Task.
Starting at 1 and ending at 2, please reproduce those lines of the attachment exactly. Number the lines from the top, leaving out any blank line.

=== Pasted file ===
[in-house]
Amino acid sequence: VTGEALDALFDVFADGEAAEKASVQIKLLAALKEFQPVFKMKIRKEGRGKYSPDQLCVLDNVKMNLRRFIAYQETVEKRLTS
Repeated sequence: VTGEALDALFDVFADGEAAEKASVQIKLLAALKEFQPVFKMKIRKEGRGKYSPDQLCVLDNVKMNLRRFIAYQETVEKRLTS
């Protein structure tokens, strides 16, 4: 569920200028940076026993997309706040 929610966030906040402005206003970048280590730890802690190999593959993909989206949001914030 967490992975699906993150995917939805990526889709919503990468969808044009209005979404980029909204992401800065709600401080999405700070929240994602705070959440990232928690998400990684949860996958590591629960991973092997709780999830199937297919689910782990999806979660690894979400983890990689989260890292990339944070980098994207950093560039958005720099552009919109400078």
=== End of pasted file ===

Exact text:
[in-house]
Amino acid sequence: VTGEALDALFDVFADGEAAEKASVQIKLLAALKEFQPVFKMKIRKEGRGKYSPDQLCVLDNVKMNLRRFIAYQETVEKRLTS